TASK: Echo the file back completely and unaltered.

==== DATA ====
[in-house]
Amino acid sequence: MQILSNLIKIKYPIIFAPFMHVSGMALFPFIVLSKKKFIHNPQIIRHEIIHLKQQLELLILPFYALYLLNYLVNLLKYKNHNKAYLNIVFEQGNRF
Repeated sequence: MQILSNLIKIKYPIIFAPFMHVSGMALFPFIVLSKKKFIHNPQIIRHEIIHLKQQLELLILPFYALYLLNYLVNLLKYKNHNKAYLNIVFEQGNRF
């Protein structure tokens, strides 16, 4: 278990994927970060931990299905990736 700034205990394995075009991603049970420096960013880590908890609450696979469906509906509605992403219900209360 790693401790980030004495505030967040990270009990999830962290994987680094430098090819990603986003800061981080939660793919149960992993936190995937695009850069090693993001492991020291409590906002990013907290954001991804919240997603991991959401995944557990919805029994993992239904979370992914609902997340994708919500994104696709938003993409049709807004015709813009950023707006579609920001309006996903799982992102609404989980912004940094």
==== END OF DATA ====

[in-house]
Amino acid sequence: MQILSNLIKIKYPIIFAPFMHVSGMALFPFIVLSKKKFIHNPQIIRHEIIHLKQQLELLILPFYALYLLNYLVNLLKYKNHNKAYLNIVFEQGNRF
Repeated sequence: MQILSNLIKIKYPIIFAPFMHVSGMALFPFIVLSKKKFIHNPQIIRHEIIHLKQQLELLILPFYALYLLNYLVNLLKYKNHNKAYLNIVFEQGNRF
């Protein structure tokens, strides 16, 4: 278990994927970060931990299905990736 700034205990394995075009991603049970420096960013880590908890609450696979469906509906509605992403219900209360 790693401790980030004495505030967040990270009990999830962290994987680094430098090819990603986003800061981080939660793919149960992993936190995937695009850069090693993001492991020291409590906002990013907290954001991804919240997603991991959401995944557990919805029994993992239904979370992914609902997340994708919500994104696709938003993409049709807004015709813009950023707006579609920001309006996903799982992102609404989980912004940094």